Barter: The Ultimate Efficiency Tool
If your business has underutilized capacity or inventory, a smart bartering strategy can help drive top-line growth and increase cash flow. I am proud to have been in the barter industry for 19 years, and in this time, I’ve worked with thousands of businesses who have bartered to help make their companies more efficient.
Did you know that bartering is one of the oldest forms of transacting, and precedes money itself? To most businesspeople, it is an antiquated way of conducting business. To savvy business owners, it is a tool that gives them a competitive edge by driving new customers, reducing capacity and increasing cash flow, among other financial perks.
The Benefits of Bartering
How can bartering benefit your growing business? Bartering lets companies buy what they need without having to part with their precious cash. Instead, they pay with the products and services they already have. A company that’s sitting with idle capacity or inventory is taking a non-productive asset and off-setting it against a cash expense. This increases a company’s efficiency. In addition, the goods being bartered carry a margin, which enhances savings. Bartering businesses also gain new customers and save finance charges on purchases.
Types of Bartering
When most people think of bartering, they imagine a direct, one-to- one transaction. This is proven to work, though it can be tricky since both the buyer and seller have to have what the other wants in the same value and at the same time. These transactions happen quite frequently in industries like media and travel, but they are not efficient or scalable. Also, the accounting can get messy, since they’re difficult to record and track. Nowadays, entrepreneurs have options that not only make bartering more effective but also more efficient and with less risk.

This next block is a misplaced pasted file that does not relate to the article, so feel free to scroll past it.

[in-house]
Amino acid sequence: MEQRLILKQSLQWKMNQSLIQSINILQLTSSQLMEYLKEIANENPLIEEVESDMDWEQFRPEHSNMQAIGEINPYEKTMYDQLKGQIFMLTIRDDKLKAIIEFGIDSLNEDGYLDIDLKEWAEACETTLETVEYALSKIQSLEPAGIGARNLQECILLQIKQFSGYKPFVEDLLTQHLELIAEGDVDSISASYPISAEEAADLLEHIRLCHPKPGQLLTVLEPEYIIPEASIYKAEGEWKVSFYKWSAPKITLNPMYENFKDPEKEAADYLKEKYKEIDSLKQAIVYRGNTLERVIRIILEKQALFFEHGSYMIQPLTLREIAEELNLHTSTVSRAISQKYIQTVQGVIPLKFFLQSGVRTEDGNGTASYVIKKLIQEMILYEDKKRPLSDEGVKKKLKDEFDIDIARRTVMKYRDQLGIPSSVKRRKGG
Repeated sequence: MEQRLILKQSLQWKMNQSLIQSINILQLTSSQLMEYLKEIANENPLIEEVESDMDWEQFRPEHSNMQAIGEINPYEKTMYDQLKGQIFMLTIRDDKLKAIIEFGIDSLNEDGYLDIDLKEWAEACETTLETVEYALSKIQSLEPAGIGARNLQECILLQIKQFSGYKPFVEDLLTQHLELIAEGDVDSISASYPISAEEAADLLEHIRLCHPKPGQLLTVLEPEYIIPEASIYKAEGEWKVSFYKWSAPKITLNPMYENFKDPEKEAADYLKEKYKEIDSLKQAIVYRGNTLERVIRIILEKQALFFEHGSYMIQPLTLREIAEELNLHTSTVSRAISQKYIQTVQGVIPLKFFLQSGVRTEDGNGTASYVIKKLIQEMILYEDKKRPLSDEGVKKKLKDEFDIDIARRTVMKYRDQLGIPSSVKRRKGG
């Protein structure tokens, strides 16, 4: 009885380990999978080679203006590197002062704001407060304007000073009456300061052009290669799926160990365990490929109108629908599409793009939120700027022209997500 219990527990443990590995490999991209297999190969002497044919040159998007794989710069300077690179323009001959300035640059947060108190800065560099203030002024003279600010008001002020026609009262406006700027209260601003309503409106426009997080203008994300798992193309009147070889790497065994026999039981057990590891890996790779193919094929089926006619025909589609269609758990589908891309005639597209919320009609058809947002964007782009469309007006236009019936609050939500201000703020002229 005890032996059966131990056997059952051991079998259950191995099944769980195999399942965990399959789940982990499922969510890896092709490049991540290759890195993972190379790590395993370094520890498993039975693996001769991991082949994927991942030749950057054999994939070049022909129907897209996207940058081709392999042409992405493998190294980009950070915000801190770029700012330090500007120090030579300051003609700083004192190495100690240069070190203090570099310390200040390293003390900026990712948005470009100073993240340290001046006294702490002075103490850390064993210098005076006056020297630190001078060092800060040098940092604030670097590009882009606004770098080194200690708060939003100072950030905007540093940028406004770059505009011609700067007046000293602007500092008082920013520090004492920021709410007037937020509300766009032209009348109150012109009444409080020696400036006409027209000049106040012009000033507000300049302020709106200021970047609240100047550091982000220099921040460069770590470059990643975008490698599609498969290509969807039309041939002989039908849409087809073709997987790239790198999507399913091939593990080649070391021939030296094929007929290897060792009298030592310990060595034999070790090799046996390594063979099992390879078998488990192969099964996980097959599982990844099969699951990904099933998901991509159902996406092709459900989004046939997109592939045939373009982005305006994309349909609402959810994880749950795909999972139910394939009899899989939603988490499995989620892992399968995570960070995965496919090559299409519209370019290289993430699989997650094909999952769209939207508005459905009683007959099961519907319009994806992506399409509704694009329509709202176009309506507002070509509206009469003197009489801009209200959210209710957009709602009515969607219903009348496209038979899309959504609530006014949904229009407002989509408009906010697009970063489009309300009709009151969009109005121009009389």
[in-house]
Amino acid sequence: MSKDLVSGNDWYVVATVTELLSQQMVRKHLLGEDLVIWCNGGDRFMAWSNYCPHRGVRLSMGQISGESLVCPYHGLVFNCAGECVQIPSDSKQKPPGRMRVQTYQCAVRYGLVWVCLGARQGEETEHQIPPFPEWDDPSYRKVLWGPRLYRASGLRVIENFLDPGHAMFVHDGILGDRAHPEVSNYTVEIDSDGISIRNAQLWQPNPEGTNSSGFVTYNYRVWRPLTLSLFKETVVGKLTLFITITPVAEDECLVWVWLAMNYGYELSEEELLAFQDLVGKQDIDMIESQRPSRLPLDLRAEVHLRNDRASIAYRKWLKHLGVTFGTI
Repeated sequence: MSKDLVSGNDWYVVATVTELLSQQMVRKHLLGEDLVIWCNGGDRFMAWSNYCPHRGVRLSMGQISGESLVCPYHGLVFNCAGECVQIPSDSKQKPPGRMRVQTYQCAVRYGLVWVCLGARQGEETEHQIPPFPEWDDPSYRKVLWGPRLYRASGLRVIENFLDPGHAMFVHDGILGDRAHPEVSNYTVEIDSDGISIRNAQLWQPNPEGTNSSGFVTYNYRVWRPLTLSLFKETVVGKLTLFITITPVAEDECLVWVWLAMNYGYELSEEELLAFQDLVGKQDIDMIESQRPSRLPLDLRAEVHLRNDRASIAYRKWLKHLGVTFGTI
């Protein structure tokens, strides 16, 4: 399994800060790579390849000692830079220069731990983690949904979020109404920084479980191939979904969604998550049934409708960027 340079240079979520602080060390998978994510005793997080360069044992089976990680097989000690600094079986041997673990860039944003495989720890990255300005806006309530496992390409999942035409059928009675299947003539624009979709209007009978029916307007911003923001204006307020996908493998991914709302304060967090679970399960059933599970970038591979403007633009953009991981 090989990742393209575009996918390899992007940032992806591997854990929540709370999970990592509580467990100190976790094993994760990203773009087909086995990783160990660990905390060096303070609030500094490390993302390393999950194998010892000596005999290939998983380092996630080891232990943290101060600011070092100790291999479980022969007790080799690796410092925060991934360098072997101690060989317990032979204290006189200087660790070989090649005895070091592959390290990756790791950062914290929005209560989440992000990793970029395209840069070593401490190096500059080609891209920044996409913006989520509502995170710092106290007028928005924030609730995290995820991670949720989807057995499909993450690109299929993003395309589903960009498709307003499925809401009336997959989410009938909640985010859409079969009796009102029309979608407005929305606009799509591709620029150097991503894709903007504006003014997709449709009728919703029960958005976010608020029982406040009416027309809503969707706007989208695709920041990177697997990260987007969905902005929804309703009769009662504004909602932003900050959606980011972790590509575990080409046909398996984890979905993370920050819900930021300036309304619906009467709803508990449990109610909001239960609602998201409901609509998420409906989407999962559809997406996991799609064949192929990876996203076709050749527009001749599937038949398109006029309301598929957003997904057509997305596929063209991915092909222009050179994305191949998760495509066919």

Two of these options are organized barter exchanges and corporate trade companies, both of which have perfected the capabilities of leveraging barter within a business. These companies are incredibly valuable in that they create customized solutions to meet the needs of their clients. A corporate barter company uses “trade credits” to buy goods at a price higher than the return available through traditional liquidation channels. The business selling the goods uses these credits to off-set costs, such as advertising, freight, travel, etc. The corporate barter company will then sell the goods in approved channels or to their other barter clients.
Here’s a perfect example: A luxury brand business that is sitting with US$1 million in inventory from last season uses the services of a corporate barter firm, which agrees to buy the goods with trade credits. The luxury brand then uses these credits to off-set cash outlay against their global media budget by purchasing their advertising from other clients of the barter firm. In this instance,
The business greatly improves their position by moving their unutilized capacity and idle inventory through a barter company, and using the trade revenue to purchase products and services they need to grow without spending cash. The Power of Bartering in some parts of the world, bartering is a necessity, as there is very little liquidity and no other way to conduct business. In developed countries, forward-thinking businesses have embraced it to further their efficiency. In fact, progressive companies like general Electric, Boeing and Time Warner have all set up in-house barter divisions. With the current economic climate, more and more business owners are embracing barter as a necessary aspect of their business. I see the growing use of barter as a trend that will continue, even when the economy is back to normal.
Bob is the founder and CEO of Bizxchange, a barter and trade exchange, and is recognized internationally for his accomplishments in the barter industry. He was previously a member of EO Toronto and EO Seattle. E-mail Bob at email@example.com.